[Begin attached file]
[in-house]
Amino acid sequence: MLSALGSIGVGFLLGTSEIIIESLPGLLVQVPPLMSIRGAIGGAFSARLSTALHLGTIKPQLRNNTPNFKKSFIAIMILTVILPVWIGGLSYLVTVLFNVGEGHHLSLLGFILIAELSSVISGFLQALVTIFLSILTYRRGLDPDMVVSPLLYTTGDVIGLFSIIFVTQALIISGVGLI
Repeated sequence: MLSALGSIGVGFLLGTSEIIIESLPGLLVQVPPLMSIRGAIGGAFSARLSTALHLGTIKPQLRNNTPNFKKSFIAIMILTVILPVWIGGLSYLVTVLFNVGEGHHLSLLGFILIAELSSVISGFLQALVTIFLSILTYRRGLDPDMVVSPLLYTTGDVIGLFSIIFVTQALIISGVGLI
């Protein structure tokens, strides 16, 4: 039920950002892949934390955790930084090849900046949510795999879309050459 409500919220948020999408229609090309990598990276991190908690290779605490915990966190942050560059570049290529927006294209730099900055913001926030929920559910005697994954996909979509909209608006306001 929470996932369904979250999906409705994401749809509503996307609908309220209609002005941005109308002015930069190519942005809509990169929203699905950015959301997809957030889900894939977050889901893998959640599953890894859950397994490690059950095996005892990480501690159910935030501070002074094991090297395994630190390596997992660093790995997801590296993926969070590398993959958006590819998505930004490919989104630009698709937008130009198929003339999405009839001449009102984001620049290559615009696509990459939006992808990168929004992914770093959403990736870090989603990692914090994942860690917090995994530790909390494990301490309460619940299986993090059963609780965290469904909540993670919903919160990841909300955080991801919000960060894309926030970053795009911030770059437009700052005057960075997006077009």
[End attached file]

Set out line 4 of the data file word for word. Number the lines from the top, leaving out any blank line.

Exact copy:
């Protein structure tokens, strides 16, 4: 039920950002892949934390955790930084090849900046949510795999879309050459 409500919220948020999408229609090309990598990276991190908690290779605490915990966190942050560059570049290529927006294209730099900055913001926030929920559910005697994954996909979509909209608006306001 929470996932369904979250999906409705994401749809509503996307609908309220209609002005941005109308002015930069190519942005809509990169929203699905950015959301997809957030889900894939977050889901893998959640599953890894859950397994490690059950095996005892990480501690159910935030501070002074094991090297395994630190390596997992660093790995997801590296993926969070590398993959958006590819998505930004490919989104630009698709937008130009198929003339999405009839001449009102984001620049290559615009696509990459939006992808990168929004992914770093959403990736870090989603990692914090994942860690917090995994530790909390494990301490309460619940299986993090059963609780965290469904909540993670919903919160990841909300955080991801919000960060894309926030970053795009911030770059437009700052005057960075997006077009």